NYDIG has recently announced that bitcoin will be coming to hundreds of US banks later this year. It’s potentially surprising news, given that anything bitcoin-related remains untouchable in many parts of the world. But the US banking environment has been making giant strides in its acceptance of bitcoin, and it seems the time is right for the full-fledged emergence of bitcoin banking.
NYDIG: pushing the envelope of bitcoin adoption
Before we dive into the recent news that American banks will soon offer bitcoin-related services, let’s first introduce the company making that possible. New York Digital Investment Group (NYDIG) is a subsidiary of Stone Ridge Holdings Group, and was founded in 2012 by Ross Stevens (ex-Goldman Sachs).
Stone Ridge is an alternative asset manager ($10 billion AUM), so their early interest in bitcoin (circa 2015) is no surprise. NYDIG’s emergence came after Stevens and his partners began acquiring bitcoin and ran into a problem. The professional services they needed for buying and holding bitcoin with regulatory and auditing standards weren’t available. NYDIG was created to service this market, and has a mission to make bitcoin investment accessible to as many institutions and people as possible.
NYDIG was founded near the top of the last bitcoin cycle, meaning that its early years were marked by the so-called “crypto winter” – when many investors lost their conviction. NYDIG’s executives held a firm belief that the institutional and broader markets would become interested in bitcoin again, and used the era of lukewarm enthusiasm to build their services with proper care. This belief became a reality by late 2020, and NYDIG saw the opportunity to penetrate the conservative industry of banking services, via a partnership with FIS.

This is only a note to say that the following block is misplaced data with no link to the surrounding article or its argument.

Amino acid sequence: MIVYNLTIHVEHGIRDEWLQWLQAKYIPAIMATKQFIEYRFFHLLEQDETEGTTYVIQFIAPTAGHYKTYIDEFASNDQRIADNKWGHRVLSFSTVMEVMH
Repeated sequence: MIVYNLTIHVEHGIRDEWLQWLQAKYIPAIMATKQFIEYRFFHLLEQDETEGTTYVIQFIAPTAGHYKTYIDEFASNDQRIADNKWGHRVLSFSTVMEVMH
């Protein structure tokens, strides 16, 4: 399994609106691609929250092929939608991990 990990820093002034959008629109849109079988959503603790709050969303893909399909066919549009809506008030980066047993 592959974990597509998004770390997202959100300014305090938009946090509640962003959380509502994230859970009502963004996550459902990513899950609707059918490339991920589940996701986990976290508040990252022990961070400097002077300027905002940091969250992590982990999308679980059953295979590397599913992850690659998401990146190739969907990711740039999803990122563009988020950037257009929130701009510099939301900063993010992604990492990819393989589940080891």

NYDIG + FIS = bitcoin at your local bank
NYDIG will bring bitcoin to hundreds of US banks through a partnership with Fidelity National Information Services (FIS). FIS is the world’s largest processing and payments company and a technical services vendor to most American banks.
NYDIG and FIS are jointly rolling out a solution to allow any US bank to offer services including buying, selling, and holding bitcoin straight from customers’ existing accounts. FIS will incorporate the NYDIG-powered bitcoin services into the FIS Digital One™ Mobile solution, which US banks are already familiar with. Successful testing has already been carried out over the past six months with Quontic, a New York-based digital bank.
So far, hundreds of banks have expressed interest in implementing the services.. They are encouraged by the fact that there is no need to change their IT systems, as, like other fintech services, the solution will be API-based. This means the banks will never hold bitcoin on their balance sheet and won’t face security headaches.
Simply put, NYDIG will handle the bitcoin part (custodial and trading platform), FIS will handle the technical part (in-app seamless connection to bitcoin custodial and services), and allthat is left for banks is to decide whether they want to expand their services and collect the extra revenue.
Bitcoin and banks: the unlikely allies in the low interest rate environment
The main question is if US banks will choose to expand their service portfolio. NYDIG’s research shows that the customer demand is there and banks are unlikely to have a choice if they want to stay competitive. Per the recent survey conducted by NYDIG, 46 million Americans currently hold bitcoin and 80% of them would prefer to hold it with their banking partner if a secure bitcoin custodial service was available. Moreover, 71% of surveyed bitcoin holders would consider changing banks if a competing bank offered bitcoin-related products. Over 80% of respondents would also like to earn bitcoin-denominated interest.